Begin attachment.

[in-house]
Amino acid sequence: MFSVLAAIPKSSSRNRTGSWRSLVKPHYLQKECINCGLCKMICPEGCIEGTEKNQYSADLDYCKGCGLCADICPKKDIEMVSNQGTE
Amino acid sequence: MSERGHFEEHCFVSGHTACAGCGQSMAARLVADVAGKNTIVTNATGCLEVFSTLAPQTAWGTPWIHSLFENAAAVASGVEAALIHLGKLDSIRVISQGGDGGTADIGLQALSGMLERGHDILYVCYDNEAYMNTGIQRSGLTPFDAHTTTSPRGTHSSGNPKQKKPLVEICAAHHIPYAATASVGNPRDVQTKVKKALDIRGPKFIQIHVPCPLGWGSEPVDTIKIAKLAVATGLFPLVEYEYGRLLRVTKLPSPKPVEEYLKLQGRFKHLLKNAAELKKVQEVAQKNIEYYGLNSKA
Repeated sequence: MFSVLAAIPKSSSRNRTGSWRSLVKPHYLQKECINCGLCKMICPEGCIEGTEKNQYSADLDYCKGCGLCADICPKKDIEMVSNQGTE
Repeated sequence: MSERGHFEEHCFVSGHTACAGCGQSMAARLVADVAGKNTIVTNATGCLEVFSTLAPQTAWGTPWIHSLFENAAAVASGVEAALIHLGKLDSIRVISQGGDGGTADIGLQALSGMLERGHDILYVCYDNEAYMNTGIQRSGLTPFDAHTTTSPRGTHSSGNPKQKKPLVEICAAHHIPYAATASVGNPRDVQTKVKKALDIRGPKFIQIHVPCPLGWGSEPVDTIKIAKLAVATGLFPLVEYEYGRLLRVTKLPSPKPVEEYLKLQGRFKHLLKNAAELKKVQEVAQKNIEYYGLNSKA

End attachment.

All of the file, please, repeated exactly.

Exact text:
[in-house]
Amino acid sequence: MFSVLAAIPKSSSRNRTGSWRSLVKPHYLQKECINCGLCKMICPEGCIEGTEKNQYSADLDYCKGCGLCADICPKKDIEMVSNQGTE
Amino acid sequence: MSERGHFEEHCFVSGHTACAGCGQSMAARLVADVAGKNTIVTNATGCLEVFSTLAPQTAWGTPWIHSLFENAAAVASGVEAALIHLGKLDSIRVISQGGDGGTADIGLQALSGMLERGHDILYVCYDNEAYMNTGIQRSGLTPFDAHTTTSPRGTHSSGNPKQKKPLVEICAAHHIPYAATASVGNPRDVQTKVKKALDIRGPKFIQIHVPCPLGWGSEPVDTIKIAKLAVATGLFPLVEYEYGRLLRVTKLPSPKPVEEYLKLQGRFKHLLKNAAELKKVQEVAQKNIEYYGLNSKA
Repeated sequence: MFSVLAAIPKSSSRNRTGSWRSLVKPHYLQKECINCGLCKMICPEGCIEGTEKNQYSADLDYCKGCGLCADICPKKDIEMVSNQGTE
Repeated sequence: MSERGHFEEHCFVSGHTACAGCGQSMAARLVADVAGKNTIVTNATGCLEVFSTLAPQTAWGTPWIHSLFENAAAVASGVEAALIHLGKLDSIRVISQGGDGGTADIGLQALSGMLERGHDILYVCYDNEAYMNTGIQRSGLTPFDAHTTTSPRGTHSSGNPKQKKPLVEICAAHHIPYAATASVGNPRDVQTKVKKALDIRGPKFIQIHVPCPLGWGSEPVDTIKIAKLAVATGLFPLVEYEYGRLLRVTKLPSPKPVEEYLKLQGRFKHLLKNAAELKKVQEVAQKNIEYYGLNSKA